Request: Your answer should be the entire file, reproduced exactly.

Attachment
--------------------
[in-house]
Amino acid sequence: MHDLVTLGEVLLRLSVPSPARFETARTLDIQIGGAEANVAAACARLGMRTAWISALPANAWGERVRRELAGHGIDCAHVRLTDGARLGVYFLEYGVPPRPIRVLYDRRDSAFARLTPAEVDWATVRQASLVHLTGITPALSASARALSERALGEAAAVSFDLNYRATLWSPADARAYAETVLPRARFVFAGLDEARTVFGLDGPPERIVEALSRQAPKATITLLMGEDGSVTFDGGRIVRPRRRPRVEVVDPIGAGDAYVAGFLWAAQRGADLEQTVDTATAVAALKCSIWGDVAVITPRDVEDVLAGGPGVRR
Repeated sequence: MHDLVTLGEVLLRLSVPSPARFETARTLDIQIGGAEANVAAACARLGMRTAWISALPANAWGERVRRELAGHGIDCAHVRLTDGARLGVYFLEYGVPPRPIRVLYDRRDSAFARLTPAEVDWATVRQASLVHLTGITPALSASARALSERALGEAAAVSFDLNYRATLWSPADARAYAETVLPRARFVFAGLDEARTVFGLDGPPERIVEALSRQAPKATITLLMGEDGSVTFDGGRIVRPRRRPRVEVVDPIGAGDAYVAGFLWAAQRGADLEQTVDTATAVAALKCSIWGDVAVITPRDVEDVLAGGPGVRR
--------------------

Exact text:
[in-house]
Amino acid sequence: MHDLVTLGEVLLRLSVPSPARFETARTLDIQIGGAEANVAAACARLGMRTAWISALPANAWGERVRRELAGHGIDCAHVRLTDGARLGVYFLEYGVPPRPIRVLYDRRDSAFARLTPAEVDWATVRQASLVHLTGITPALSASARALSERALGEAAAVSFDLNYRATLWSPADARAYAETVLPRARFVFAGLDEARTVFGLDGPPERIVEALSRQAPKATITLLMGEDGSVTFDGGRIVRPRRRPRVEVVDPIGAGDAYVAGFLWAAQRGADLEQTVDTATAVAALKCSIWGDVAVITPRDVEDVLAGGPGVRR
Repeated sequence: MHDLVTLGEVLLRLSVPSPARFETARTLDIQIGGAEANVAAACARLGMRTAWISALPANAWGERVRRELAGHGIDCAHVRLTDGARLGVYFLEYGVPPRPIRVLYDRRDSAFARLTPAEVDWATVRQASLVHLTGITPALSASARALSERALGEAAAVSFDLNYRATLWSPADARAYAETVLPRARFVFAGLDEARTVFGLDGPPERIVEALSRQAPKATITLLMGEDGSVTFDGGRIVRPRRRPRVEVVDPIGAGDAYVAGFLWAAQRGADLEQTVDTATAVAALKCSIWGDVAVITPRDVEDVLAGGPGVRR